How has this book been informed by early childhood language development research and evidence? (response minimum 250 Characters)

This manuscript provides readers with Tier 1 vocabulary and a rhyme and repetition structure. The goal is for a child to learn to identify colors and to understand their presence in every situation. Readers will identify the specific objects mentioned, and then will respond to questions asking them to find additional objects of the same color in the illustrations. Readers will hopefully expand that ability to identify objects by color in their individual environments. Diversity will be apparent through depiction of individuals with differing cultural backgrounds, varied physical challenges, and different means of communicating. The manuscript contributes to a foundation of language and literacy in young readers, allows authority figures to acknowledge the voices of early readers, and models the view that all are valuable. Applicable experience includes writing my picture book, "What Is My Name?" (Reading Press), and paraphrasing classics for high/low readers, like David Copperfield.

Please describe any familiarity you may have with Philadelphia and its residents? (optional question)

I visited Philadelphia as a child with my family and am familiar with its more popular landmarks. My residency in Chicago and Kansas City provides empathy and identity with residents in an urban environment, like that of Philadelphia.

How have you crafted this manuscript to resonate with and/or reflect the experiences of those living in urban contexts? (optional question)

The book characters represent diverse members of urban communities, as the caregivers and children featured will change throughout. Interior and exterior illustrations will emphasize colors featured in places specific to Philadelphia, but that could also be found in most urban communities. They include the Philadelphia Zoo, a street work zone where workers wear reflective orange safety vests, a grade school with a bus parked in front of it, the Rittenhouse Square Farmer’s Market, the carousel from the Children’s Park, and the Boardwalk at Harbor Park.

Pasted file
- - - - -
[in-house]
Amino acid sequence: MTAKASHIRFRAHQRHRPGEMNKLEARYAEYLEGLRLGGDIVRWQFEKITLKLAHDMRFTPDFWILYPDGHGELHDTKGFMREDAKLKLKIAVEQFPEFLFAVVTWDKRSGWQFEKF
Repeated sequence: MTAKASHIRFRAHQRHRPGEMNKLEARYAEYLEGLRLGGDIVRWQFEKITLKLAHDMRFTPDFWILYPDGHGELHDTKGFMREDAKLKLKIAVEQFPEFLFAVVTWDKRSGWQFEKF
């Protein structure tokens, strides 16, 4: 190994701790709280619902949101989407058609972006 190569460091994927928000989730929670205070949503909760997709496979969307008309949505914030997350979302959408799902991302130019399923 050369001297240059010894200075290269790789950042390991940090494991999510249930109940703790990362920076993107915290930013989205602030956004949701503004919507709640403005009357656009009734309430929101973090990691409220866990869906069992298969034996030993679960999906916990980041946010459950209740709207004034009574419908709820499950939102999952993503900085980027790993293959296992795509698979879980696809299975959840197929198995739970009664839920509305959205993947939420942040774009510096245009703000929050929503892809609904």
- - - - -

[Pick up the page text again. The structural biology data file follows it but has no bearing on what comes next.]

Location: Country

USA

Location: State or Department

Missouri

Location: City

Kansas City

Website URL (optional question)

https://virginiabrackett.com

Tell us more about you / your team

I retired in 2016 from Park University as a Professor Emeritus of English. Service learning was a major focus during my work with students, and I served as a workshop director for service-learning and Honors Programs (http://www.park.edu/faculty-and-staff/people/brackett-virginia/). Since retiring, I continue to value service and supporting others in communication, which has led me to focus on veterans’ issues. For example, I facilitated a discussion of literature for veterans and civilians in spring 2017 as part of “Planting the Oar,” a National Endowment for the Humanities grant-supported initiative (https://thetellingproject.org/planting-the-oar/). Service to veterans remains crucial to me, and I am a member of the Kansas City Veteran’s Writing Committee, which designs and offers Missouri Humanities Council grant-supported bi-annual writing workshops for veterans in partnership with the Kansas City Public Library: see “Special Activities”: https://www.kclibrary.org/readers-services

Provide an example visual identity for a look and feel you might like to achieve. ( (optional question, 3-5 visuals)

I envision illustrations exploding with colors and figures, but softly textured, as with water colors. That technique will suggest the rainbow through which we all travel everyday.

Multiple Choice - Have you been previously published (online, self-published, and print included)?

  • Yes

If yes, please list titles and publications.

200 articles and stories, including Junior Trails, Single Parent, Today’s Family, and Once Upon a Time 15 books, including Restless Genius: The Story of Virginia Woolf, A Home in the Heart: The Story of Sandra Cisneros – both PSLA and Tri-State Awarded- What Is My Name (picture book), The Contingent Self: One Reading Life – Sunbury Press will publish my memoir in the fall and I placed second in the winter Owl Canyon Press Hackathon fiction contest.

Do you have an agent?

  • No

How did you hear about the Challenge? (optional question)

  • Author newsletter from Sunbury Press

What best describes you? (optional question)

  • I am/we are creatives, writers, or artists

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Photo of Perlina Murray
Team

Hi. Hope you working on your stories and keeping optimistic.